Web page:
Definition of passive in English:

passive

adjective

  • 1Accepting or allowing what happens or what others do, without active response or resistance.

    ‘the women were portrayed as passive victims’
    • ‘As Hickey noted, peasants have many methods of passive and active resistance, and force is often counterproductive as a motivator.’
    • ‘The distinction between physically passive and relatively active patients, based on actometry, is helpful to select the correct approach to help the patient.’
    • ‘These crimes of violence continue with the active support or passive complicity of state agents, armed groups, families and communities.’
    • ‘The passive person allows things to wash over them.’
    • ‘The inhabitants of the colony prove to be neither passive victims nor fierce resistors in some undifferentiated manner.’
    • ‘Besides primary, secondary, we should also look at - that's a active scene, passive thing, did she put up a fight or she just submit herself.’
    • ‘Seminal studies in mammals indicated that the threshold at which the shift from an active to a passive behavioral response occurs is subject to great individual variation.’
    • ‘Historians are now concerned with resistance in active and passive forms, organised and impromptu, group and individual, male and female, political, economic, and cultural.’
    • ‘Patients accustomed to inadequate care may become resentful or respond with passive acceptance of the situation often seeing it simply as a further burden of poverty and social alienation.’
    • ‘They seem to prefer a passive response to a quick, aggressive reaction.’
    • ‘Active, not passive, response is called forth as is perseverance over the long haul.’
    • ‘But for many, the availability of therapeutic intervention may facilitate the transition from active worker to passive victim.’
    • ‘That is, they have the ability to rationally accept dreadful circumstances without becoming angry or passive, two common responses to extreme stress.’
    • ‘There is absolute integrity in the distinction between passive consumption and active use, except insofar as ‘use’ of a product signifies its consumption anyway.’
    • ‘Ultimately, as you follow this kind of plan, you will gain a passive income that allows you to quit your job, and you become, by definition, financially independent.’
    • ‘The South African government's passive response to events in Zimbabwe inevitably raises awkward questions about the depth of its own commitment to democracy.’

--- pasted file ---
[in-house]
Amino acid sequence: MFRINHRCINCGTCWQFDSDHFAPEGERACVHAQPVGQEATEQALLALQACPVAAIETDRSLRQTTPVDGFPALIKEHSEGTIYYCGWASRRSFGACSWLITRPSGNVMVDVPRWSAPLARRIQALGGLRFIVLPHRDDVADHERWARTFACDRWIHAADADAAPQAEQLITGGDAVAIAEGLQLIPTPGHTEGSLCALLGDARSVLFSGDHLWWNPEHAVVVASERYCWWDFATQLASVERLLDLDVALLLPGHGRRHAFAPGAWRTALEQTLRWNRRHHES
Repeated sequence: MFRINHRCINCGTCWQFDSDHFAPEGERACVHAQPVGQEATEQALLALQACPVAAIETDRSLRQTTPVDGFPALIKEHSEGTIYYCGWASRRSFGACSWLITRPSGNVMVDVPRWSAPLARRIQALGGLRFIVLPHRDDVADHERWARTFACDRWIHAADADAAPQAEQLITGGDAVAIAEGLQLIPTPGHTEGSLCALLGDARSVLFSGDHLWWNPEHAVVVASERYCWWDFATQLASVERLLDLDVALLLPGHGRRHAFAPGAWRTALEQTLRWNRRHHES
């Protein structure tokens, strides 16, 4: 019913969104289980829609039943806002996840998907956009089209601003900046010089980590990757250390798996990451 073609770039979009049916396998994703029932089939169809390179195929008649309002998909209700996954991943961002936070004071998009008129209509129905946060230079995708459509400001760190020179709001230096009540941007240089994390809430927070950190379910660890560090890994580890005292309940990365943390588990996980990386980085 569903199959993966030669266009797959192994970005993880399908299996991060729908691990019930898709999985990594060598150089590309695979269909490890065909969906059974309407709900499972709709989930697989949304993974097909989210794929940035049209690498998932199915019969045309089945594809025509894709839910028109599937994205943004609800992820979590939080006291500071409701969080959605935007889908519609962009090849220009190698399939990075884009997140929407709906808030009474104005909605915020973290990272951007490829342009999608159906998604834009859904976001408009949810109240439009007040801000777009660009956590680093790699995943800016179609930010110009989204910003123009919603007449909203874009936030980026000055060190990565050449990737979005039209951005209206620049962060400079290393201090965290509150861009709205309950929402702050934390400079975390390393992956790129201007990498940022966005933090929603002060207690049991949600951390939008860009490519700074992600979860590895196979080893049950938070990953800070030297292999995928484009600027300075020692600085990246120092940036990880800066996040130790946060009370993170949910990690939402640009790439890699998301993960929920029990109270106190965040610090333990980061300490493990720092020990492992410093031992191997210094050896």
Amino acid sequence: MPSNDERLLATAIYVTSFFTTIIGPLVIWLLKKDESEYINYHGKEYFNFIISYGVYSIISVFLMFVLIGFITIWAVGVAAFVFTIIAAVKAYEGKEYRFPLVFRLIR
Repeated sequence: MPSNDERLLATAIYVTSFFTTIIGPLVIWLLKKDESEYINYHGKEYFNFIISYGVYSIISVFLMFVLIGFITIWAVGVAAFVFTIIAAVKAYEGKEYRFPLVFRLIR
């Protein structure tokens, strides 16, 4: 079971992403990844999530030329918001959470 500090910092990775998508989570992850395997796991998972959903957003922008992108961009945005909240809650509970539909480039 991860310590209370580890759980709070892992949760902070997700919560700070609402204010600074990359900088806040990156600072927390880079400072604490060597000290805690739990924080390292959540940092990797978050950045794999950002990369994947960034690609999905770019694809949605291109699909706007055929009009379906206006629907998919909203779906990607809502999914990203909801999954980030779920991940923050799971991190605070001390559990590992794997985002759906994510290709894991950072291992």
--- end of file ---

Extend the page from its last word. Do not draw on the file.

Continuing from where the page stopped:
• ‘From passive viewing to active buying is just another step.’
    • ‘She asked how it happened that ordinary Salvadorans went from decades of passive acceptance to active insurgency in a short time.’
    • ‘An underacknowledged distinction in studies of legitimacy centers on whether the organization seeks active support or merely passive acquiescence.’
    • ‘He could have remained a passive passenger allowing the constable to deal with the driver or could have insisted Mr Main breath-test Ms Johnstone but did neither.’
    submissive, acquiescent, unresisting, yielding, unassertive, non-resistant, compliant, complaisant, pliant, resigned, obedient, docile, tractable, malleable, pliable, meek, subdued, deferential, forbearing, long-suffering, patient, lamblike, non-violent, supine
    View synonyms
  • 2Grammar
    Denoting or relating to a voice of verbs in which the subject undergoes the action of the verb (e.g., they were killed as opposed to he killed them)

    The opposite of active
    • ‘Nominalization is one way to avoid reference to the agent of an action (here, who did the shooting), but it's not the same as using the passive voice.’
    • ‘Never use the passive voice in an incitement to action, however vile or reprehensible.’
    • ‘As is so often the case, it is the use of the passive voice in the paragraph that leads you into ambiguity and trouble.’
    • ‘The Suspension Clause is phrased in the passive voice; it does not say who may suspend the great writ.’
    • ‘Instead, the memo I circulated to the faculty was firmly rooted in the third person and utilized the passive voice.’
    • ‘Wilson never called a halt to it, but there's a common practice of whenever anything bad is mentioned, it's put in the passive voice as if nobody did it.’
    • ‘Numerous simple declarative sentences, at times virtually unconnected conceptually, and rampant use of the passive voice make the book difficult to read.’
    • ‘In addition, these content areas require longer, complex phrases and use of the passive voice.’